Cover

pdf iconDownload PDF
 

Title Page, Copyright Page

pdf iconDownload PDF

pp. i-vi

Contents

pdf iconDownload PDF

pp. vii-viii

read more

Preface

pdf iconDownload PDF

pp. ix-x

Many people contributed to this book, and those not listed here should know they have my thanks. A few individuals and organizations, however, merit mention for leaving their marks on specific sections of the manuscript. To begin with the title, the “Long Arm of Moore’s Law” tag line and a rudimentary version of the introduction were fashioned for a seminar at Amherst College to which Javier Lezaun and Susan Silbey suggested I be invited. Javier also got me into a workshop on interdisciplinarity at Oxford at which I presented parts of chapter 1, on which Sharon Traweek, Natasha Myers, and Steve Hilgartner gave much helpful feedback. The themes of that chapter first germinated in an essay review commissioned by Michael Gordin and Angela Creager and in a chapter for a handbook edited by Karin Bijsterveld and Trevor Pinch. The chapter also benefited from Christophe Lécuyer’s advice and collaborations with Andrew Nelson and Mara Mills....

read more

Introduction

pdf iconDownload PDF

pp. 1-24

The manuscript of this book was written on a computer that was itself networked to billions of other computers and computer-like devices all over the world. I need not enumerate the capabilities of today’s computers, since virtually everyone reading this book knows them. They offer unprecedented access to information and misinformation; they boost our productivity and allow us to waste time in new ways; they keep us in touch and they keep us apart.
More germane to this study is that the computer and electronics industry contributes more to the United States’ gross domestic product than any other manufacturing industry.1 Worldwide, electronics manufacturing is a prized source of revenue, employment, and prestige for industrialized and industrializing societies alike.2 It has been a major factor in the rapid growth of the “Asian Tiger” economies since the 1970s, and in the globalization (more accurate, re-globalization) of the world economy in the late twentieth century.3 For those reasons, many governments have gone to great lengths to acquire or to maintain a thriving computer and/or electronics industry....

read more

1 Crisis and Opportunity at Vietnam-Era Stanford

pdf iconDownload PDF

pp. 25-46

In 1967, James Meindl left his job as a senior researcher and grant officer in the Army Signal Corps’ lab at Fort Monmouth in New Jersey and moved to California with his young family to join Stanford University’s Department of Electrical Engineering. Meindl’s job change exemplified many of the transitions that were just beginning to affect American microelectronics: from government (especially military) customers to private, civilian markets; from the East Coast to the West; from universities as producers of personnel to universities as producers of innovations and intellectual property; from the bipolar junction transistor to the metal-oxide-semiconductor field-effect transistor (MOSFET). I’ll explain the differences between these transistor types later. For now, it will suffice to say that MOSFETs later became the dominant commercial transistor type, but that in the late 1960s they were one of the less likely of several alternatives to bipolar transistors being explored in firms and at universities....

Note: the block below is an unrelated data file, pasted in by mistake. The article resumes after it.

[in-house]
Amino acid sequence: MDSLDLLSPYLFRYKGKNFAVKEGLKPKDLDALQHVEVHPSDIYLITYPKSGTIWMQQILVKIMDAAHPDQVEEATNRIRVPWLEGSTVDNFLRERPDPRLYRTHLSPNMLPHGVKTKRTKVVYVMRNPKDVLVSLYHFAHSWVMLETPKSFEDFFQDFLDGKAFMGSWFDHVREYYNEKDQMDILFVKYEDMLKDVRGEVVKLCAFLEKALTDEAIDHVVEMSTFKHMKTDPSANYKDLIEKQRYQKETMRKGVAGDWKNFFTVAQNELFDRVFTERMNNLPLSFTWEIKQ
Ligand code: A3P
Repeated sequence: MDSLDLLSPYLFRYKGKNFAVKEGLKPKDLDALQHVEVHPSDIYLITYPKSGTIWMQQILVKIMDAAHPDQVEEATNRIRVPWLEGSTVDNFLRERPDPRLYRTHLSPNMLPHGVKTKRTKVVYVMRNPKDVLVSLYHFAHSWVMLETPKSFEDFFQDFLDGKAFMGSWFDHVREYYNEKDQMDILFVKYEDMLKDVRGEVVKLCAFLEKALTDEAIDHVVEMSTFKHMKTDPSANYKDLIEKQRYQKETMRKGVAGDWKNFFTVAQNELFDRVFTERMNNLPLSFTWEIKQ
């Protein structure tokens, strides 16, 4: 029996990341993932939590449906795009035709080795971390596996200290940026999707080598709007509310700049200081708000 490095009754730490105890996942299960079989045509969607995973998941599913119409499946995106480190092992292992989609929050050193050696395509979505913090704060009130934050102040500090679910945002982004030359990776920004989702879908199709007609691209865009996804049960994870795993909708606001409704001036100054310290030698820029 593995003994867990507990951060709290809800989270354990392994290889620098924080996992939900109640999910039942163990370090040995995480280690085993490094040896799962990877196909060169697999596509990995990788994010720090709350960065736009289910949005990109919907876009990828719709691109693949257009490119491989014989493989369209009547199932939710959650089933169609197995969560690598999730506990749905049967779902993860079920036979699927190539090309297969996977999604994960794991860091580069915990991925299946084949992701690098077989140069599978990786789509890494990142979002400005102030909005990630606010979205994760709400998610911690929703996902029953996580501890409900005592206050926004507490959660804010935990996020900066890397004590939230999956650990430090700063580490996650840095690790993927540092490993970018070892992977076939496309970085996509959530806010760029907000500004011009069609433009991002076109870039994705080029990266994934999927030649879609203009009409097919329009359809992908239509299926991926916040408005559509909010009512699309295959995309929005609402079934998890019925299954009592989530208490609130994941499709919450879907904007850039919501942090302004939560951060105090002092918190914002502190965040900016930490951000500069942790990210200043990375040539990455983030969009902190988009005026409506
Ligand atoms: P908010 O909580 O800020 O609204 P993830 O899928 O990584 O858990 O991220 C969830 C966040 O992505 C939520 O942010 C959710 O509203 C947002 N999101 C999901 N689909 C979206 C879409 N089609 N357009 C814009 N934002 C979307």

read more

2 IBM Gives Josephson Computing a Try

pdf iconDownload PDF

pp. 47-78

The fundamental carrier of signals and information in microelectronics is, as the name implies, the electron.1 Solid-state electronic devices depend on the ability of materials to move electrons from one place to another or to block that movement with an energetic “barrier.” Most devices contain components (transistors, resistors, capacitors, inductors, etc.) built from tiny structures composed of three classes of materials: conductors, insulators, and semiconductors. Conductors allow electrons to move with little resistance. Conversely, insulators impede electrons from moving. In a semiconductor, electrons with energies that fall within a certain range move as though moving through a conductor, whereas electrons with energies outside that range act like electrons in an insulator....

read more

3 Molecular Electronics Gains a Reputation

pdf iconDownload PDF

pp. 79-118